Decking the halls isn't complete without this finishing touch.

I'm going to say something controversial here: The holidays don't really get started until the Christmas tree is up. Sure, there's Thanksgiving with its turkey and trimmings and pumpkin pie and friends and family gathered around the table, but the minute that Christmas tree goes up, it's game on for the holidays. Nothing else quite says ‘tis the season like pulling out the family ornaments to decorate the old Tannenbaum.

First go on the lights and the keepsake ornaments and brightly colored balls and baubles, then maybe tinsel or bows, and, finally, a tree topper to finish the job and kick off the holiday season.

Christmas tree toppers come in a variety of forms and styles, but one of the most common is an angel. It makes sense, since angels play an important role in the nativity story and have the Christmas carols to back it up ("Angels We Have Heard on High", "Hark the Herald Angels Sing", "Angels From the Realms of Glory", etc.) There's history behind it, too. Back in 1605, when Christmas trees were first becoming popular in Germany, baby Jesus topped the tree that was decorated with gingerbread and gold-covered apples, according to Eventually people switched to putting an angel on top of the evergreen to remind people of both the angel Gabriel and the angels that served as a celestial birth announcement.

The person we really have to thank for the popularity of the angel Christmas tree toppers, though, is the same woman we have to thank for popularizing Christmas trees in general—Queen Victoria.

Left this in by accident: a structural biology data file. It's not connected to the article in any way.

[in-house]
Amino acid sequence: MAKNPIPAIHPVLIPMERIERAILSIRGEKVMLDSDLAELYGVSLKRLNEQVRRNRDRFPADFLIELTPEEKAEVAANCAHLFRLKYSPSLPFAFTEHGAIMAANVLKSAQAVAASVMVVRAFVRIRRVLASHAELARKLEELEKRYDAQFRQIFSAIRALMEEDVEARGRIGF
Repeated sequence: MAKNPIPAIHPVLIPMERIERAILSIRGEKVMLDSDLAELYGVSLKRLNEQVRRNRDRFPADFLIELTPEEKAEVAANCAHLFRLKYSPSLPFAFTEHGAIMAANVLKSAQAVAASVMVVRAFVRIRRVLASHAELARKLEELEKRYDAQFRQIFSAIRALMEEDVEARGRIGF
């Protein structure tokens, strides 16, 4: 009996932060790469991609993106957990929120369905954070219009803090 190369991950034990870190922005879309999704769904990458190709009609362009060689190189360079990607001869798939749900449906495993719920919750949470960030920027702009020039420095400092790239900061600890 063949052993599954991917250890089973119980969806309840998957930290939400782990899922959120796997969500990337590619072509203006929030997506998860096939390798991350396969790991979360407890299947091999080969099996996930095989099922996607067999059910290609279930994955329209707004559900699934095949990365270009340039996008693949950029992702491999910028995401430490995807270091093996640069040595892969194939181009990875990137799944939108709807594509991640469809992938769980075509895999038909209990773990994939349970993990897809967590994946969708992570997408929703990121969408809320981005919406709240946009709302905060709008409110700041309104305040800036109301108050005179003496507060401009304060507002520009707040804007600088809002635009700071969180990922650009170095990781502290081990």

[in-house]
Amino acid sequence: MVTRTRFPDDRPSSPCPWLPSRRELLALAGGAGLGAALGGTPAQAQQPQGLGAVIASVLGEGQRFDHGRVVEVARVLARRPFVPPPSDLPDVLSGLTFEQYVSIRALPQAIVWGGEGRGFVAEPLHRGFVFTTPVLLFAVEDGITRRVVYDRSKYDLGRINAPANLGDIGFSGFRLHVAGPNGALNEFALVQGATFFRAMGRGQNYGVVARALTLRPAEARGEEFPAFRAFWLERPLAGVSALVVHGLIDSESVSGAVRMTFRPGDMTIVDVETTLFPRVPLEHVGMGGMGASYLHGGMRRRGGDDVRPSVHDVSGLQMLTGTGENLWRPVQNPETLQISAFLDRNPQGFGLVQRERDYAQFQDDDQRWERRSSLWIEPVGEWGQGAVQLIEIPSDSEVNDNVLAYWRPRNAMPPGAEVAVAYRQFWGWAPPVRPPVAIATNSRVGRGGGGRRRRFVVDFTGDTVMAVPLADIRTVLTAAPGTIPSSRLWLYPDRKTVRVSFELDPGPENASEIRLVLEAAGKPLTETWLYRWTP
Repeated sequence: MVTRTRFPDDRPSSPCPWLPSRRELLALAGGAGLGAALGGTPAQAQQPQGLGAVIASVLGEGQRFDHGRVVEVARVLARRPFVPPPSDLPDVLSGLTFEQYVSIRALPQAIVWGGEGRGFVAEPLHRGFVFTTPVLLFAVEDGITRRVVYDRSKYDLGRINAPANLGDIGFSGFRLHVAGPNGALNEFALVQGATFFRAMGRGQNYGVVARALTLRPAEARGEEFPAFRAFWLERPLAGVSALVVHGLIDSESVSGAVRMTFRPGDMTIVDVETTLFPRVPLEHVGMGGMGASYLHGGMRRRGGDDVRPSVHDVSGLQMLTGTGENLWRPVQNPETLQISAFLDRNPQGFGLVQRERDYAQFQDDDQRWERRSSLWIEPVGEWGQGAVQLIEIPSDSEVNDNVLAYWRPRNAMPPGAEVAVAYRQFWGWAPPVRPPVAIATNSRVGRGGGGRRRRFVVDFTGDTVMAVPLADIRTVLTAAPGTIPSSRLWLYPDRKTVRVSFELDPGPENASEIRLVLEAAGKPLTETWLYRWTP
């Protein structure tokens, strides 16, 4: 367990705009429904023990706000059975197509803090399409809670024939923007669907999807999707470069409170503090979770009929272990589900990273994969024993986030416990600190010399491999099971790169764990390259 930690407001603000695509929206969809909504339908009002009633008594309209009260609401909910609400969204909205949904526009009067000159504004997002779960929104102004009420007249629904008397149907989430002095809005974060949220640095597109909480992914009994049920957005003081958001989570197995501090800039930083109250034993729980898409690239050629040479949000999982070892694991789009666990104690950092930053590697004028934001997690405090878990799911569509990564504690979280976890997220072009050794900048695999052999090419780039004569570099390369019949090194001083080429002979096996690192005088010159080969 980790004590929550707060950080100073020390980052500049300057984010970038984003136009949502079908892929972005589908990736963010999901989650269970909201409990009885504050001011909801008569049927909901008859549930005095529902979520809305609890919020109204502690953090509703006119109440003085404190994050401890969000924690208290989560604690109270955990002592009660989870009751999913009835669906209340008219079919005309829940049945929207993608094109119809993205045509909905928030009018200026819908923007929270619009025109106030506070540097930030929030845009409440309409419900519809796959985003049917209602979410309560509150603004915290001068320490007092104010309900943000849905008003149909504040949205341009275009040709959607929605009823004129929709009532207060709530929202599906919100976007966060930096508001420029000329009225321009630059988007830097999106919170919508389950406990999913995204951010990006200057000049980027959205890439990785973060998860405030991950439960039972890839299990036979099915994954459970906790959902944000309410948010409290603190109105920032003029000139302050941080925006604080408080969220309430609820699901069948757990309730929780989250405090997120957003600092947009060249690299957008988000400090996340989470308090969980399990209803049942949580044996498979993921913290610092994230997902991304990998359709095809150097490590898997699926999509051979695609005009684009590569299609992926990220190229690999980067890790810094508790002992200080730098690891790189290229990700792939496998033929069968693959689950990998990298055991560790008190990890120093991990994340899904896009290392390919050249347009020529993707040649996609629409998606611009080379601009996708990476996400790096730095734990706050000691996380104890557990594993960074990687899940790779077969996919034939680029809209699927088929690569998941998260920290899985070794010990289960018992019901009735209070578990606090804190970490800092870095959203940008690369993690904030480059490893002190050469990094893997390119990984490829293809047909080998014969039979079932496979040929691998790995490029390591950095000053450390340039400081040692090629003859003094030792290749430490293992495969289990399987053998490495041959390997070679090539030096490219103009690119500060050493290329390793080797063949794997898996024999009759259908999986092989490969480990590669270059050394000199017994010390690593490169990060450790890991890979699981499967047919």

While bringing some greenery into the home in winter time was a practice originated by the Egyptians and then given a little boost by the Romans, Brits, Germans, Latvians, and Martin Luther, it was the image of Queen Victoria and her family gathered around the tree that brought Christmas trees into the mainstream and cemented the tradition. Back in 1848, when an engraving of Queen Victoria, her husband Prince Albert, and their children decorating a tree with lights at Windsor made the rounds, everyone wanted a Christmas tree. (More on that here.) In the picture, the royal family decked their halls and rather sparse evergreen with lights and ornaments and topped it with an angel. It was that image that became the standard for Christmas trees and their decorations.

Queen Victoria Christmas Tree Engraving
Credit: Getty Images

While some families opt for Santa Claus or a Star of Bethlehem or some other family heirloom or designer idea, thanks to Queen Victoria and her family's traditions, angels are considered the classic choice. Whatever you choose to top your tree with, just know this: The moment the topper goes up the holidays have started.